The lessons work on collecting details for an essay assessment that focuses on author’s purpose related to the argument, analogy, and rhetorical appeals. The 2010 College Board AP English Language and Composition examination prompt on Benjamin Banneker’s letter to Thomas Jefferson is used with links to student samples and a lesson on forming excellent to adequate thesis sentences or claims. These lessons fit in well into any Honors Literature class, Pre-AP, American Literature, or AP English Language class.
Students will also close read and annotate the text by Paul Finkelman,”The Monster of Monticello.” Students will view supporting video clips, and listen to an NPR story on a Banneker and Jefferson. There is a link to Ken Burn’s film, “Thomas Jefferson” and interviews with Paul Finkelman and Historian John Hope Franklin. The resource has an explanation on how portions of the lessons can be used in the flipped classroom environment.
There is also an opportunity to write a rhetorical précis, as well as supporting material for teaching this strategy to your students. These four lessons prepare students for AP Language and Literature exams, Common Core extended response assessments, American and World Literature Course exams, the SAT and ACT essay and critical thinking activities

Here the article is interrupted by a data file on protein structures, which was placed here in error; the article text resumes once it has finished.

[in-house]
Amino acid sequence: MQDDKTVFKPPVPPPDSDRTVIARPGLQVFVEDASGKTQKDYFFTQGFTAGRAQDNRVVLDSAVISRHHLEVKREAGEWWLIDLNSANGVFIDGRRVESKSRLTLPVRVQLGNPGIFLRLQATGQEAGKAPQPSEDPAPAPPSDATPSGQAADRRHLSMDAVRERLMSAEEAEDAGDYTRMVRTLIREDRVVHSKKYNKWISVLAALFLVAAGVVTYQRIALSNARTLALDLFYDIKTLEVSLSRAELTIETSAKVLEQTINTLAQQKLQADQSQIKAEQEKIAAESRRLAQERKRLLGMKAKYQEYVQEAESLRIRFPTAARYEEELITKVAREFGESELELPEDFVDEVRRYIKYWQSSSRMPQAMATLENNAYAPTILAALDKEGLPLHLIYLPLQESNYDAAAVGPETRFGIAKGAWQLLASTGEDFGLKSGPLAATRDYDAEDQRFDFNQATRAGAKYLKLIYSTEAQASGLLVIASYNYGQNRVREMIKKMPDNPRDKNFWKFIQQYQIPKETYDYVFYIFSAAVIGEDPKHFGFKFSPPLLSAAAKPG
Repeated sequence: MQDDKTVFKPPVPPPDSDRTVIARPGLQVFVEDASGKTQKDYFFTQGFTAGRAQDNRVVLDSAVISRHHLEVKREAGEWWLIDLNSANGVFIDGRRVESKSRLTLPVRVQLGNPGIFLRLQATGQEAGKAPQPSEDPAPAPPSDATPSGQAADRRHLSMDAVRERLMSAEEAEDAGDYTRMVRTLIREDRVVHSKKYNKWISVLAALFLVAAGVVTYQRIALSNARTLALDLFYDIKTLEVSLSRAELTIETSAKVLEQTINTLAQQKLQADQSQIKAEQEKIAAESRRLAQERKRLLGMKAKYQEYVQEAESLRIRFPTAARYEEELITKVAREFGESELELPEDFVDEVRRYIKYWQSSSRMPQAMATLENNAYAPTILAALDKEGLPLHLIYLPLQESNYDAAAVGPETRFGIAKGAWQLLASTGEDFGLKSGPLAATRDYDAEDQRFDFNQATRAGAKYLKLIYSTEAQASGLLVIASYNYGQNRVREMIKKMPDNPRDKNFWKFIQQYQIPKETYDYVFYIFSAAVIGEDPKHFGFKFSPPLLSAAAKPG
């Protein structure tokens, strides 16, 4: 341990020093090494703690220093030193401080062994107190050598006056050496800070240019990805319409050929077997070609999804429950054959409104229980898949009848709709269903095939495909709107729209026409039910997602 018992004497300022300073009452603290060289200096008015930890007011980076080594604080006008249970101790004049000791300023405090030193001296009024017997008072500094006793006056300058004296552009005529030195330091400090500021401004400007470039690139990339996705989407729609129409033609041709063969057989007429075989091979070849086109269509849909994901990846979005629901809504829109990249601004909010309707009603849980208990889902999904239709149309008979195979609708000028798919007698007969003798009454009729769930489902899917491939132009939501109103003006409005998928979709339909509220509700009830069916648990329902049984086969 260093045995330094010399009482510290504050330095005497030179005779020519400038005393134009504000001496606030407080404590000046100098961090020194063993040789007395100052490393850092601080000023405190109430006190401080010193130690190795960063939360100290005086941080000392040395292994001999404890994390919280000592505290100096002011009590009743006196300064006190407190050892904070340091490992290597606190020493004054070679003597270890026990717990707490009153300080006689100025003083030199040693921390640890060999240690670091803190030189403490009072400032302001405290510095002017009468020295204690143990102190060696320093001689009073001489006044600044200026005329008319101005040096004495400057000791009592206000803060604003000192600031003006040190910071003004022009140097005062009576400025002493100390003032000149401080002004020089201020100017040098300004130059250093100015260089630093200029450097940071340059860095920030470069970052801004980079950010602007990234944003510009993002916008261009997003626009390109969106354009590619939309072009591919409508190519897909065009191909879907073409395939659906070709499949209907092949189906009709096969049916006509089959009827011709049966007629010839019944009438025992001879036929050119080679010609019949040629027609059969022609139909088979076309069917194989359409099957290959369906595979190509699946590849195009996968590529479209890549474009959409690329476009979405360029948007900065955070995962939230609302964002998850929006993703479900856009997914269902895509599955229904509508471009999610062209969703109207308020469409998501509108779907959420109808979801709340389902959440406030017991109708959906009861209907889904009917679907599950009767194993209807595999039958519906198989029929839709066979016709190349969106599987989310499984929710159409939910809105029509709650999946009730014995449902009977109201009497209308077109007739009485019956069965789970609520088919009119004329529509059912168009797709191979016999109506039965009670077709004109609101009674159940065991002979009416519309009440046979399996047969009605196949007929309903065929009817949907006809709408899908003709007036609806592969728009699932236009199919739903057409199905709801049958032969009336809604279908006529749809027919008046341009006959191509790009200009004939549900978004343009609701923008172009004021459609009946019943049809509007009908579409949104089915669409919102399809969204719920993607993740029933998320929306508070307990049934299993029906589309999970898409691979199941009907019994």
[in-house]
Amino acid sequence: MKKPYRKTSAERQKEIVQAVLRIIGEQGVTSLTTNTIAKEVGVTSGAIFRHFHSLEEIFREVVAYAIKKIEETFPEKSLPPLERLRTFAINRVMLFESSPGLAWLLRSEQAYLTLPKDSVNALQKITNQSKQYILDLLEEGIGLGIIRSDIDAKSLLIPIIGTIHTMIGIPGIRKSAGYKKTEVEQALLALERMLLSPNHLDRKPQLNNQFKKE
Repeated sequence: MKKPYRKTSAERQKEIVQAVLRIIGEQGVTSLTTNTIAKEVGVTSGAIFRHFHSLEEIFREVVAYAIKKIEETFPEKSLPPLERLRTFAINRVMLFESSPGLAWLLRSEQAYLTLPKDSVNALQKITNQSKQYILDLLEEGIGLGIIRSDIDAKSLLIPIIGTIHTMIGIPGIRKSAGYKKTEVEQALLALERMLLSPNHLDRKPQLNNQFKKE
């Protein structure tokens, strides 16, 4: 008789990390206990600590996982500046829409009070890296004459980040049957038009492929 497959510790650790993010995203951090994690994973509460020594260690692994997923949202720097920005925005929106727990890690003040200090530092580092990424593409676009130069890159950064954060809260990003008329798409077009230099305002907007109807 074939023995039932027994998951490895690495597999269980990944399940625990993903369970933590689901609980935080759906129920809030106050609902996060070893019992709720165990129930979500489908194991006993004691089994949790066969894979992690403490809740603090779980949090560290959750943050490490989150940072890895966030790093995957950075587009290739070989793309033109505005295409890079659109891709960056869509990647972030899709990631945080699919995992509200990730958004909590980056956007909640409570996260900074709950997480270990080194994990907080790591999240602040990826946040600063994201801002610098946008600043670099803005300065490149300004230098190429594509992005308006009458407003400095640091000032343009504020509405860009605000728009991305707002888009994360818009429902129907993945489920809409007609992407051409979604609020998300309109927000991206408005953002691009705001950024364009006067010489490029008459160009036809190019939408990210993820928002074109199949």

In this resource, there is a unique detailed rubric that can be used to score Socratic Seminars in a way that encourages organic fluid discussions. In the guide, there is a step-by-step explanation on how to conduct a fishbowl discussion with the rubric. The packet includes complete lessons, common core standards, essential and key questions.
Tags: Socratic Seminar, writing, argument, Pre-AP, critical thinking, Colonial America, Slavery